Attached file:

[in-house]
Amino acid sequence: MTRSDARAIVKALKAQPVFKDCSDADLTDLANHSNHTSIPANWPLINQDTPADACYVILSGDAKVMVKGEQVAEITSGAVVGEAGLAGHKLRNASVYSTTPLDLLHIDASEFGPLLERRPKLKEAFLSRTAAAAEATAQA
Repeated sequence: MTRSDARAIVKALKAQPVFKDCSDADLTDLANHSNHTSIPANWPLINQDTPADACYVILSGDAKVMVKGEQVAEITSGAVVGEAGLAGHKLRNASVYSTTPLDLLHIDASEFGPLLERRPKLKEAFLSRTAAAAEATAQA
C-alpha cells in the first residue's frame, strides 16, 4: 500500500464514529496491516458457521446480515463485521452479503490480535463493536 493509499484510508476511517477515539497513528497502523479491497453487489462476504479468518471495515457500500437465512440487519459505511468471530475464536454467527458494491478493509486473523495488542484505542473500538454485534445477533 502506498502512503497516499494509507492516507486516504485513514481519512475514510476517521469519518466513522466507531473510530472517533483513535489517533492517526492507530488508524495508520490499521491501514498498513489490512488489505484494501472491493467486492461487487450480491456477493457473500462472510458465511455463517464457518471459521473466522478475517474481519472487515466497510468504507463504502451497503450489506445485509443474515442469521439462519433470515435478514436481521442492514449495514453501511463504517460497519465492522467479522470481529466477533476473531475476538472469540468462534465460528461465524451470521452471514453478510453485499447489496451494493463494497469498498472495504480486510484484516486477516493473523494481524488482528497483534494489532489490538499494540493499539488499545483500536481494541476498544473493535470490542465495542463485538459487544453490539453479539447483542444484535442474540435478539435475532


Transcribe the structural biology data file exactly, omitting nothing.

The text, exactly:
[in-house]
Amino acid sequence: MTRSDARAIVKALKAQPVFKDCSDADLTDLANHSNHTSIPANWPLINQDTPADACYVILSGDAKVMVKGEQVAEITSGAVVGEAGLAGHKLRNASVYSTTPLDLLHIDASEFGPLLERRPKLKEAFLSRTAAAAEATAQA
Repeated sequence: MTRSDARAIVKALKAQPVFKDCSDADLTDLANHSNHTSIPANWPLINQDTPADACYVILSGDAKVMVKGEQVAEITSGAVVGEAGLAGHKLRNASVYSTTPLDLLHIDASEFGPLLERRPKLKEAFLSRTAAAAEATAQA
C-alpha cells in the first residue's frame, strides 16, 4: 500500500464514529496491516458457521446480515463485521452479503490480535463493536 493509499484510508476511517477515539497513528497502523479491497453487489462476504479468518471495515457500500437465512440487519459505511468471530475464536454467527458494491478493509486473523495488542484505542473500538454485534445477533 502506498502512503497516499494509507492516507486516504485513514481519512475514510476517521469519518466513522466507531473510530472517533483513535489517533492517526492507530488508524495508520490499521491501514498498513489490512488489505484494501472491493467486492461487487450480491456477493457473500462472510458465511455463517464457518471459521473466522478475517474481519472487515466497510468504507463504502451497503450489506445485509443474515442469521439462519433470515435478514436481521442492514449495514453501511463504517460497519465492522467479522470481529466477533476473531475476538472469540468462534465460528461465524451470521452471514453478510453485499447489496451494493463494497469498498472495504480486510484484516486477516493473523494481524488482528497483534494489532489490538499494540493499539488499545483500536481494541476498544473493535470490542465495542463485538459487544453490539453479539447483542444484535442474540435478539435475532